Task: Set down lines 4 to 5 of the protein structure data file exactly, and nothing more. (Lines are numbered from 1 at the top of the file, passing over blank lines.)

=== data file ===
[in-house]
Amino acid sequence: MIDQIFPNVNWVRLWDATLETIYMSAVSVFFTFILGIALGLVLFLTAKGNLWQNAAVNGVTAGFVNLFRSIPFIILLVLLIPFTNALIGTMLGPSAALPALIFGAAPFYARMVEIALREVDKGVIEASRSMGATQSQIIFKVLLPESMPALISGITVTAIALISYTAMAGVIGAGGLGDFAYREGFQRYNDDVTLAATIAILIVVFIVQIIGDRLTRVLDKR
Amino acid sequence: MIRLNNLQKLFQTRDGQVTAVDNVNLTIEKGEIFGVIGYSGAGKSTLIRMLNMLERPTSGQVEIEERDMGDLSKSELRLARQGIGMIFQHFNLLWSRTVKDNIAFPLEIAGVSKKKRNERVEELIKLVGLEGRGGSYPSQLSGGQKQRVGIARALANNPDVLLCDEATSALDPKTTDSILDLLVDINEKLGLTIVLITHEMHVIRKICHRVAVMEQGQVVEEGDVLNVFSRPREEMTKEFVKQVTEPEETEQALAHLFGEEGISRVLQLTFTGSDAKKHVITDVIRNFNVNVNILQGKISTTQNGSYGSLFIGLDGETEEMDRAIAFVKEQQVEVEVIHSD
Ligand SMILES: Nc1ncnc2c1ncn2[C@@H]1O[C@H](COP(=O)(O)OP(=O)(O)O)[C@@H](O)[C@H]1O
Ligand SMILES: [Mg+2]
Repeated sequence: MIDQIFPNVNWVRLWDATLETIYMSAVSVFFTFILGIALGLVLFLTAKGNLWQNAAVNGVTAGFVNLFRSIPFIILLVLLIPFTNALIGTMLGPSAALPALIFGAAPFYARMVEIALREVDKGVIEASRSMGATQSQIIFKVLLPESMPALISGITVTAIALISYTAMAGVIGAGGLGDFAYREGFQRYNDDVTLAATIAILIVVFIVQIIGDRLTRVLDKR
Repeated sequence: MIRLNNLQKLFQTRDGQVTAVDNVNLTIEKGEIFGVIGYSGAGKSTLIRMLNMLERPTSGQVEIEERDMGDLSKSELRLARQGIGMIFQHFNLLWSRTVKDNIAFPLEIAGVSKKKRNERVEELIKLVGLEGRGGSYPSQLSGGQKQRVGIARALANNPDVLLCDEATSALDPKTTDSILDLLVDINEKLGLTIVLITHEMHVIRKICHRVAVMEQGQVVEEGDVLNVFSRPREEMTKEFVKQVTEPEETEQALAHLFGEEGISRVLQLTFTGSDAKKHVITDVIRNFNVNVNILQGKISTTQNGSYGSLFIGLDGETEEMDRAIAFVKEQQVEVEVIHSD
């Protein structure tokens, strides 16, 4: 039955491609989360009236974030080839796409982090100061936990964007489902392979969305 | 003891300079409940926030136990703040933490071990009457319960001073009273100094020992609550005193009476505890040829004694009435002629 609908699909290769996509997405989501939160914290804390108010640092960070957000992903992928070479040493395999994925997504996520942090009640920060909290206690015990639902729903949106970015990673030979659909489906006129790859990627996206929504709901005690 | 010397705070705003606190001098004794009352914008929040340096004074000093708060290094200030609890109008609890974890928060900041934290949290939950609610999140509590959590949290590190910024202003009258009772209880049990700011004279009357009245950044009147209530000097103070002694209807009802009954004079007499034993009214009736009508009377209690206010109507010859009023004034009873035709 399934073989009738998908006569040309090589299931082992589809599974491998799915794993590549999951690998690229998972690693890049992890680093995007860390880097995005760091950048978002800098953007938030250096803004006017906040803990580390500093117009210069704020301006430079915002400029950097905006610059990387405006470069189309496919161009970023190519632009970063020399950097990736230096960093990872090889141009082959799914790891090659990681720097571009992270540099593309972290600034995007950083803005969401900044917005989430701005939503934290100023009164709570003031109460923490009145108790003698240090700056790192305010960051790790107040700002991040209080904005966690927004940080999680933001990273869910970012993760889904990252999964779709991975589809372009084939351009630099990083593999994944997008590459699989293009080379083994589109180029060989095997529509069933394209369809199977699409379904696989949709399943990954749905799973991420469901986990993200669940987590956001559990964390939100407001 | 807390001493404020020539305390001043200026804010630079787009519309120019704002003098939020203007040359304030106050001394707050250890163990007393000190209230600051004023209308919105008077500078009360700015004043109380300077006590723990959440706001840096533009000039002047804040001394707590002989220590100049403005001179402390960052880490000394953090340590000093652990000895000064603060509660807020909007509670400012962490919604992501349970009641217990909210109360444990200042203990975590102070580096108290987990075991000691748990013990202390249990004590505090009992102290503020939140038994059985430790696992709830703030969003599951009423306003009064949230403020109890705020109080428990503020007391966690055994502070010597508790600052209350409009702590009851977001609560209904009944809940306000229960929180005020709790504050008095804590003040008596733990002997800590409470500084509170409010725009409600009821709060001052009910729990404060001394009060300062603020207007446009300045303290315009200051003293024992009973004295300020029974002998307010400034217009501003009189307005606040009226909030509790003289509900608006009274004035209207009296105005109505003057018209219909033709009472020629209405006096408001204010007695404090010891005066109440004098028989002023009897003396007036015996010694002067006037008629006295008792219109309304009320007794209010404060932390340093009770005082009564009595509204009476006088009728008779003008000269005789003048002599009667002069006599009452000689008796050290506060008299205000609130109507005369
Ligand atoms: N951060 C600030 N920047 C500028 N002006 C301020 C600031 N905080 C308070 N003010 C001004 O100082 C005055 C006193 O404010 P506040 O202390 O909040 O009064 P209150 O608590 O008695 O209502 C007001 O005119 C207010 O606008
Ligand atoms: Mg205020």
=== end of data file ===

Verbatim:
Ligand SMILES: Nc1ncnc2c1ncn2[C@@H]1O[C@H](COP(=O)(O)OP(=O)(O)O)[C@@H](O)[C@H]1O
Ligand SMILES: [Mg+2]